Shathef is still incarcerated for his atrocious crimes pending trial.  He has no immediate family and he severed any ties to al Qaeda.  He is uncooperative and continues to deny any involvement.  Recent arrests of other clandestine cells within United States implicate Shathef and clearly define his connection to terrorist attacks worldwide.

— June 12, 1991 bombing of a prominent resort in Saudi Arabia. One of the lead coconspirators in this operation.
— May 23, 1999 bombing of a U.S. Embassy in Israel. Suspected architect of this attack.
— September 11, 2001 terrorist attacks on the World Trade Center buildings in New York and the Pentagon in Washington.

“MOHAMMED MANSOUR JABARAH. A Kuwait-born Canadian arrested in March 2002 in Oman and placed in US custody. Jabarah was dispatched by Shathef to Singapore on September 10, 2001, to activate an Al-Qaeda cell there and assist with a planned bombing campaign against American and Israeli targets in Malaysia. The plot was foiled when Singaporean authorities arrested 13 members of the Jemaah Islamiyah terrorist organization who had supplied their members for the attack” (ERRI, 2003).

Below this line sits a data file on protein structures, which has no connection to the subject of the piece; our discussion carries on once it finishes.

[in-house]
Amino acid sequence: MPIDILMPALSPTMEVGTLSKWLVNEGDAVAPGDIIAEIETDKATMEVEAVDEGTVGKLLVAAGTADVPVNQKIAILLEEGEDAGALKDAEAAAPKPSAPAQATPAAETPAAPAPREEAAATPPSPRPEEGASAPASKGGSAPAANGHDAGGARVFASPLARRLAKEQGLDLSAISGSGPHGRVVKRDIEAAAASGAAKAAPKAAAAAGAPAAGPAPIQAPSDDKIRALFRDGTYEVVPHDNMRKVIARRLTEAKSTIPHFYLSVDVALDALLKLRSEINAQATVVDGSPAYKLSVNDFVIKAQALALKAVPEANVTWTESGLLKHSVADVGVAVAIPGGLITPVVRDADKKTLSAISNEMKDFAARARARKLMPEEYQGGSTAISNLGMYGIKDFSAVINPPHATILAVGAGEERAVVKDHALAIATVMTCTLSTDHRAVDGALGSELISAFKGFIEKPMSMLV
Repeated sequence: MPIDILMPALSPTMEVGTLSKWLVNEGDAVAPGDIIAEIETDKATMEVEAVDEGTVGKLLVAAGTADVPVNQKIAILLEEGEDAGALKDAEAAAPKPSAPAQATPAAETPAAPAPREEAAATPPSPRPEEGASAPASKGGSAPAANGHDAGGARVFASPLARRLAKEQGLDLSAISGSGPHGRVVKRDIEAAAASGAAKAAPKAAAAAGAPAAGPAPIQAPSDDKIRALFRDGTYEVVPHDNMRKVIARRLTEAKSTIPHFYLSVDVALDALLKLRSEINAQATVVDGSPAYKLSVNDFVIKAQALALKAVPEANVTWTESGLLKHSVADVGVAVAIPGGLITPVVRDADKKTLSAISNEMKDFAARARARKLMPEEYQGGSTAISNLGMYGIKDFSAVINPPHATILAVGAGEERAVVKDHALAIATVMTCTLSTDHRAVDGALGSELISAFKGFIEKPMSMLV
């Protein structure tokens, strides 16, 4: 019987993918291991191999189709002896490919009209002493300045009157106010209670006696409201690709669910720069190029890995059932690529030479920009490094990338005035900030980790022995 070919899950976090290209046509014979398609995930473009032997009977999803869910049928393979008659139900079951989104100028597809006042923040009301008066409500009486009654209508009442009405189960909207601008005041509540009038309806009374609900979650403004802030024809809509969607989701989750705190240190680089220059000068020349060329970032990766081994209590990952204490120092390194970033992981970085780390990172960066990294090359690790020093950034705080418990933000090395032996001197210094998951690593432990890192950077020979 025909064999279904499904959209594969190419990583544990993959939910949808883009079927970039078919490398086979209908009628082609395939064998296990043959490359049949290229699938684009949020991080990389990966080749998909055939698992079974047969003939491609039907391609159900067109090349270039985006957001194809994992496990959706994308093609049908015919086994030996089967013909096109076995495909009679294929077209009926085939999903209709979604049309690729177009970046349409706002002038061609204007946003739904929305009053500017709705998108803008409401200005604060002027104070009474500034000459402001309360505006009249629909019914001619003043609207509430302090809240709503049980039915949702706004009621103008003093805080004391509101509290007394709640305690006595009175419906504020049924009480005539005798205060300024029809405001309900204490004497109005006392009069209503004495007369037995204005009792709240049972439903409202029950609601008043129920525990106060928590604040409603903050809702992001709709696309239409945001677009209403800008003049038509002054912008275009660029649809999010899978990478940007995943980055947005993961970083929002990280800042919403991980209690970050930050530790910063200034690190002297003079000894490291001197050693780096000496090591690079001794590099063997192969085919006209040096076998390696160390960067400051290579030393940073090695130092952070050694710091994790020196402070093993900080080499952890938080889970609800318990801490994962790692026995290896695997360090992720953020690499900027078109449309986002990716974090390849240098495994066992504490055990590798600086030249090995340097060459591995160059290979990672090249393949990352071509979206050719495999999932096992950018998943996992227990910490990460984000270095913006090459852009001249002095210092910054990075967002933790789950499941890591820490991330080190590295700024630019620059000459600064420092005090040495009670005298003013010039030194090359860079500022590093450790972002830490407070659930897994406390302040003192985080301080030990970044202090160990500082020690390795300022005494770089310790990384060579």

Added to Executive Order 83229 “Most Wanted” terrorists list October 12, 2001.
Profiling a single terrorist is very difficult, unless, there is sufficient intelligence gathered.  Even then, a lot of information is still not compiled until after another terrorist attack has been executed.  Therefore, it is imperative to address key points when creating a terrorist profile.

The profile above is an example of how much compartmentalized information goes into such a document.  The terrorist profile should allow the persons who read it to understand not only the basic and demographic information, but the historical, psychological, and sociological standpoints.  It will allow law enforcement and counter terrorism agencies to understand the profile as a whole.  Therefore, any efforts to seek and capture profiled terrorists can often be expedited based on the information therein.  There may be other variants used, but in the end, most terrorist profiles are reliant on the subject matters included above.